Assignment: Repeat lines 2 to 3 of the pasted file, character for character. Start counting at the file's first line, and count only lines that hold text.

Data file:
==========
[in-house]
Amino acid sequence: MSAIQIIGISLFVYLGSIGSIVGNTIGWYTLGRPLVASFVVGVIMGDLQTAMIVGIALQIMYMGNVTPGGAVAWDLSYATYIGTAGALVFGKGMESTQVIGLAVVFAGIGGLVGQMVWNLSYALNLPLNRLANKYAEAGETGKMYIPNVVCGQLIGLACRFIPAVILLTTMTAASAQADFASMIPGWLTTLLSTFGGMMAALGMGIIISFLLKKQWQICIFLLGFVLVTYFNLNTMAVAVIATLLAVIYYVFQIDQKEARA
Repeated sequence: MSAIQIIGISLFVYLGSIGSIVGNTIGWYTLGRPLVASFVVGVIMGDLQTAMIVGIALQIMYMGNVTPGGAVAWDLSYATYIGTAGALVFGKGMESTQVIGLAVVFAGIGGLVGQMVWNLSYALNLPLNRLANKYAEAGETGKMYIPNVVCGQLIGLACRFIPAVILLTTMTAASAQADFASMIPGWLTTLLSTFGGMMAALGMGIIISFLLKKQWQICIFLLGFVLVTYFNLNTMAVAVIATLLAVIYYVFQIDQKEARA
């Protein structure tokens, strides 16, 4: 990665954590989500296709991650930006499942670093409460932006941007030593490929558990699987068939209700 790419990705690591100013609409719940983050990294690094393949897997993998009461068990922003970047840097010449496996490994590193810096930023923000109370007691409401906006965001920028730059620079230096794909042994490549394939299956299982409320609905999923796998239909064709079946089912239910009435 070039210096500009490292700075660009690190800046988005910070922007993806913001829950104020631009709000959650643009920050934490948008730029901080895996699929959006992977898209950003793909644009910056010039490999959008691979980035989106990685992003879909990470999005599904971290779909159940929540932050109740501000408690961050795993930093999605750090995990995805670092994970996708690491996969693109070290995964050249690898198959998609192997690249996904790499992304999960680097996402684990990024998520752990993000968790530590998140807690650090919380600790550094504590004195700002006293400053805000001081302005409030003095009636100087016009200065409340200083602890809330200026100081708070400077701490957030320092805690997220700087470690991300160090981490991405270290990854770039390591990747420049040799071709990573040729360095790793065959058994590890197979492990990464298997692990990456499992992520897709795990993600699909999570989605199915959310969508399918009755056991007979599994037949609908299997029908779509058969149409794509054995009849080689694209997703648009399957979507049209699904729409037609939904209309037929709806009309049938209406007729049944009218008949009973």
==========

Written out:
Amino acid sequence: MSAIQIIGISLFVYLGSIGSIVGNTIGWYTLGRPLVASFVVGVIMGDLQTAMIVGIALQIMYMGNVTPGGAVAWDLSYATYIGTAGALVFGKGMESTQVIGLAVVFAGIGGLVGQMVWNLSYALNLPLNRLANKYAEAGETGKMYIPNVVCGQLIGLACRFIPAVILLTTMTAASAQADFASMIPGWLTTLLSTFGGMMAALGMGIIISFLLKKQWQICIFLLGFVLVTYFNLNTMAVAVIATLLAVIYYVFQIDQKEARA
Repeated sequence: MSAIQIIGISLFVYLGSIGSIVGNTIGWYTLGRPLVASFVVGVIMGDLQTAMIVGIALQIMYMGNVTPGGAVAWDLSYATYIGTAGALVFGKGMESTQVIGLAVVFAGIGGLVGQMVWNLSYALNLPLNRLANKYAEAGETGKMYIPNVVCGQLIGLACRFIPAVILLTTMTAASAQADFASMIPGWLTTLLSTFGGMMAALGMGIIISFLLKKQWQICIFLLGFVLVTYFNLNTMAVAVIATLLAVIYYVFQIDQKEARA